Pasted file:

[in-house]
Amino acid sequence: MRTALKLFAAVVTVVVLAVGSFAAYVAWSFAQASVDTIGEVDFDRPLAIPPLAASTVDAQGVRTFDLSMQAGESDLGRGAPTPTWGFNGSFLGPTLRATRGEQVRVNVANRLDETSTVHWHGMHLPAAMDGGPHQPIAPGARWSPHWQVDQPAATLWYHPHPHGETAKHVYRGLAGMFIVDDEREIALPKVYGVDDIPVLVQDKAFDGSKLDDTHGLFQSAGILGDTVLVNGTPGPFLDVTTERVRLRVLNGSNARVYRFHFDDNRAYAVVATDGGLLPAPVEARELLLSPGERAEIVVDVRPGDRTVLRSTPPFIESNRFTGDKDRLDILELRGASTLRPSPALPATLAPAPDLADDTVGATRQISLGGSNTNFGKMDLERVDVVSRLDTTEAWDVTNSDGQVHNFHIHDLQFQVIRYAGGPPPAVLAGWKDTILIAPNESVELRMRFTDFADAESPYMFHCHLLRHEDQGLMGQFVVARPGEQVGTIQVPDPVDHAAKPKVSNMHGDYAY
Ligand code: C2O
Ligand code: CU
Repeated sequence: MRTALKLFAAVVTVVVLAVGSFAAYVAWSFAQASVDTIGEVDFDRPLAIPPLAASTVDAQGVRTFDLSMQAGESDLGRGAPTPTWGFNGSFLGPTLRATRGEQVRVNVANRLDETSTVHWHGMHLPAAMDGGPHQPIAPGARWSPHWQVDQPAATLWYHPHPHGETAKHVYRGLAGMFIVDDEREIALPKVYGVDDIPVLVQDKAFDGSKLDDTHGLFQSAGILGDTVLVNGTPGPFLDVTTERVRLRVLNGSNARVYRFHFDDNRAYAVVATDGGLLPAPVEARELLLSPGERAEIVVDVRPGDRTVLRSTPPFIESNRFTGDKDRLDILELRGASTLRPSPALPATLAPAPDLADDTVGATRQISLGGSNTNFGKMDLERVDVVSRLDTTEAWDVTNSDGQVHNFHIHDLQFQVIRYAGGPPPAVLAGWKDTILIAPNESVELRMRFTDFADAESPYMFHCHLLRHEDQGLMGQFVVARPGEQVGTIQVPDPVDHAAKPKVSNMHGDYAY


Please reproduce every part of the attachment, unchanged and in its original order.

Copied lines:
[in-house]
Amino acid sequence: MRTALKLFAAVVTVVVLAVGSFAAYVAWSFAQASVDTIGEVDFDRPLAIPPLAASTVDAQGVRTFDLSMQAGESDLGRGAPTPTWGFNGSFLGPTLRATRGEQVRVNVANRLDETSTVHWHGMHLPAAMDGGPHQPIAPGARWSPHWQVDQPAATLWYHPHPHGETAKHVYRGLAGMFIVDDEREIALPKVYGVDDIPVLVQDKAFDGSKLDDTHGLFQSAGILGDTVLVNGTPGPFLDVTTERVRLRVLNGSNARVYRFHFDDNRAYAVVATDGGLLPAPVEARELLLSPGERAEIVVDVRPGDRTVLRSTPPFIESNRFTGDKDRLDILELRGASTLRPSPALPATLAPAPDLADDTVGATRQISLGGSNTNFGKMDLERVDVVSRLDTTEAWDVTNSDGQVHNFHIHDLQFQVIRYAGGPPPAVLAGWKDTILIAPNESVELRMRFTDFADAESPYMFHCHLLRHEDQGLMGQFVVARPGEQVGTIQVPDPVDHAAKPKVSNMHGDYAY
Ligand code: C2O
Ligand code: CU
Repeated sequence: MRTALKLFAAVVTVVVLAVGSFAAYVAWSFAQASVDTIGEVDFDRPLAIPPLAASTVDAQGVRTFDLSMQAGESDLGRGAPTPTWGFNGSFLGPTLRATRGEQVRVNVANRLDETSTVHWHGMHLPAAMDGGPHQPIAPGARWSPHWQVDQPAATLWYHPHPHGETAKHVYRGLAGMFIVDDEREIALPKVYGVDDIPVLVQDKAFDGSKLDDTHGLFQSAGILGDTVLVNGTPGPFLDVTTERVRLRVLNGSNARVYRFHFDDNRAYAVVATDGGLLPAPVEARELLLSPGERAEIVVDVRPGDRTVLRSTPPFIESNRFTGDKDRLDILELRGASTLRPSPALPATLAPAPDLADDTVGATRQISLGGSNTNFGKMDLERVDVVSRLDTTEAWDVTNSDGQVHNFHIHDLQFQVIRYAGGPPPAVLAGWKDTILIAPNESVELRMRFTDFADAESPYMFHCHLLRHEDQGLMGQFVVARPGEQVGTIQVPDPVDHAAKPKVSNMHGDYAY